I stepped into the cold water and crossed my fingers. Guided by the park ranger Ms. Dylann Turffs, we walked through the River of Grass. At first, the idea of mixing wildlife and tourism seemed concerning to me because it could be dangerous for both, the wildlife and us, I thought; however, I realized that it is actually a great way of educating locals and tourists about the beauty of the Everglades, the importance of its ecosystem, and its preservation of plants and animals. We were welcomed to the River of Grass by fish who seemed to enjoy our company, and alligators who completely ignored our existence: I figured that they were uninterested in us. I suddenly began to forget to remember my fears.
I felt tiny and defenseless in the middle of such a magnificent place. 1.5 million acres of pure nature. 1.5 million acres restricted from the destruction of men. However, can you believe we still manage to harm it? Phosphorus, a growth stimulant for plants, has begun to pollute the ecosystem in the Everglades! Agricultural areas near the Everglades have begun to excessively use fertilizers for their crops; however, these chemicals get washed off and end up in the Everglades. The Everglades’ ecosystem can only live on low levels of phosphorus; therefore, this pollutant is bringing in invasive species, and native ones are in danger. It amazed me how sometimes we make decisions that will benefit us, but it ends up harming others, especially nature: nature always pays the price. It is unfortunate how nature is not safe from us even in a preserve…
Being in such a magical environment was eye-opening and relaxing. The only sounds we could hear in there were sudden splashes and the wind. I was present and savoring the experience. It was impossible not to. It’ s necessary to expose ourselves to these kinds of experiences now and then to slow down our anxious minds, and to educate ourselves on the importance of natural preserves, like the Everglades, to our community, and the world.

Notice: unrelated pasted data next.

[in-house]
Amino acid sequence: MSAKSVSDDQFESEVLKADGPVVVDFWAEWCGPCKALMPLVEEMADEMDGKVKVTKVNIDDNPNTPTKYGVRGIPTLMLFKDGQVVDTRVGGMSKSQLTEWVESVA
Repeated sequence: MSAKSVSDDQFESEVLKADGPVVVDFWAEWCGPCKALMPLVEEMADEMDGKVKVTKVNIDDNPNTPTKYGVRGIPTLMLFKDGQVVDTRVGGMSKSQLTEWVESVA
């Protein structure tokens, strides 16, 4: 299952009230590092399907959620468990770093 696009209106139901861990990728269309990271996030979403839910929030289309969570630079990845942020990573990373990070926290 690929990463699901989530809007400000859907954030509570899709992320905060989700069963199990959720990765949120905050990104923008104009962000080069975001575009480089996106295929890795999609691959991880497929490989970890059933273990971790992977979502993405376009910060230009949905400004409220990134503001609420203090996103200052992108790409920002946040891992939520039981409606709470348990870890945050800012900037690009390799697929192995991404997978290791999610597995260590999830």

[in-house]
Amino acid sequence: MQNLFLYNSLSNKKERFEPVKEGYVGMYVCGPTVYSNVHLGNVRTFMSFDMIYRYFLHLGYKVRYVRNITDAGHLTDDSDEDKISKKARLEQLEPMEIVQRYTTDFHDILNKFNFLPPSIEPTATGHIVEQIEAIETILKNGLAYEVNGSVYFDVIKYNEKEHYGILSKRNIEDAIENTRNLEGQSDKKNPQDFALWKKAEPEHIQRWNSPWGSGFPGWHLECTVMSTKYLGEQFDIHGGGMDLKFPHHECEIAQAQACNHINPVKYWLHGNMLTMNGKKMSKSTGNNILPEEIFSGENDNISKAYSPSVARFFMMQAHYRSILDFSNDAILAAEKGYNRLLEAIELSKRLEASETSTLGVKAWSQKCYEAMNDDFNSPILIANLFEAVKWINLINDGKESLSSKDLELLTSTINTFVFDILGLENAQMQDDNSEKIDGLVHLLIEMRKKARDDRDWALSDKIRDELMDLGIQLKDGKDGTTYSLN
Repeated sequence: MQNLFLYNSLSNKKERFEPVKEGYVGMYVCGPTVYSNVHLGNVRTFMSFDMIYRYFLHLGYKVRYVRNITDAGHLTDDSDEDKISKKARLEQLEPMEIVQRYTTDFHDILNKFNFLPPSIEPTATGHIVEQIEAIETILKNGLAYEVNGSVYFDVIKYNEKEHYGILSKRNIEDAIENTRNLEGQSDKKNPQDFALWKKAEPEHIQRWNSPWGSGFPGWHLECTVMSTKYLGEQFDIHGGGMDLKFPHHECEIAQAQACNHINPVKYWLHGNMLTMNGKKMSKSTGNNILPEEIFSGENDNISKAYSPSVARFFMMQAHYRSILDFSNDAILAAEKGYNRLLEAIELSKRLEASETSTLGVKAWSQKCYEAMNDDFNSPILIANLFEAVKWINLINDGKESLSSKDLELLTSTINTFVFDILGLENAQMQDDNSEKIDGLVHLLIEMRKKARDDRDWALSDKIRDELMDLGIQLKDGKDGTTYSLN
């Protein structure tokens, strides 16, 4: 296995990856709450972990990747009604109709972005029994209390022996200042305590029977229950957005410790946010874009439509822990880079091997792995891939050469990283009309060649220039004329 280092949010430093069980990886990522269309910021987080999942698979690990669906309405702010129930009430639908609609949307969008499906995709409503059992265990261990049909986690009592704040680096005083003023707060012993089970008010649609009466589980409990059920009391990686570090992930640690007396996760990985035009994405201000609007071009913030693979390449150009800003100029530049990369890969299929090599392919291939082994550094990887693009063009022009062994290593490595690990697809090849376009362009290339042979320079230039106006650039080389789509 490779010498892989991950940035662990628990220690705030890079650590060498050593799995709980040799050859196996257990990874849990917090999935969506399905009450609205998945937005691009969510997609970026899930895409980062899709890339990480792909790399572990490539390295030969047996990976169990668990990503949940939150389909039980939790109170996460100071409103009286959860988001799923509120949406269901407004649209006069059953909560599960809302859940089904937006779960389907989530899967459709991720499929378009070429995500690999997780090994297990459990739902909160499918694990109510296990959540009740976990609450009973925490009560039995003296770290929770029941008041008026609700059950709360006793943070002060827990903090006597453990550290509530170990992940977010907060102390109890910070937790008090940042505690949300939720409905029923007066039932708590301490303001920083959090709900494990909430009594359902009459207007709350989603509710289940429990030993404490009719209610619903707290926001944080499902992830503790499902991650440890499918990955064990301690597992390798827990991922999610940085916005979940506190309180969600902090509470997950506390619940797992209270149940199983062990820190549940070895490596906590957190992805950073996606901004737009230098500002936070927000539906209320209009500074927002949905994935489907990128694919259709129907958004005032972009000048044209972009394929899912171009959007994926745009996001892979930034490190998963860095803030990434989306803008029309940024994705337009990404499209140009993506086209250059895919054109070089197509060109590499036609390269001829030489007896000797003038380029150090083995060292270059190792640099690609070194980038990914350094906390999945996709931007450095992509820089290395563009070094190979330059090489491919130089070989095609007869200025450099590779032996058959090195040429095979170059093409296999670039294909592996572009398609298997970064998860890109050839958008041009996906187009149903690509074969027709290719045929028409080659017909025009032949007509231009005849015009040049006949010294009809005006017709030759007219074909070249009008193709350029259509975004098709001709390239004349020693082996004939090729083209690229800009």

See you later, Alligator!
South Beach as Text
“Pastel-colored Buildings” by Vivian Acosta of FIU at South Beach
If Summer were a city, it would be South Beach. The city looks straight out of a movie scene—oh, wait! Actually, many movie scenes were shot in South Beach! The beach and its sand imported from the Bahamas, the city’s toned tourists and locals in flip flops, the warm weather, the diversity, the nightlife, the city’s glamour, and the unique architecture, are all characteristics that add up to South Beach’s authenticity. It is hard to imagine that a well-known and unique place like South Beach wasn’t always as fun and fashionable as it is today. It took a while for South Beach to find its current identity.
Once upon a time, South Beach was unsettled farmland. During the 1880s, the city failed at being a coconut plantation since rodents ate the coconuts. Then, it became a thriving avocado farm. Eventually, the entrepreneur John Collins saw potential in South Beach, so he built a bridge, which was funded by investors, that connected the island to the mainland, Miami. In 1915, Miami Beach was incorporated as a town. About one decade later, Art Deco marked South Beach’s architecture. Pastel colors, window eyebrows, flat roofs, circular windows, and nature ornamentation on the buildings’ walls are some of the features that characterize the Art Deco Architecture. South Beach is home to approximately 800 Art Deco Buildings. Many of the buildings look similar, but none of them look the same. This pattern gives the city a unique scenery that recreates the past.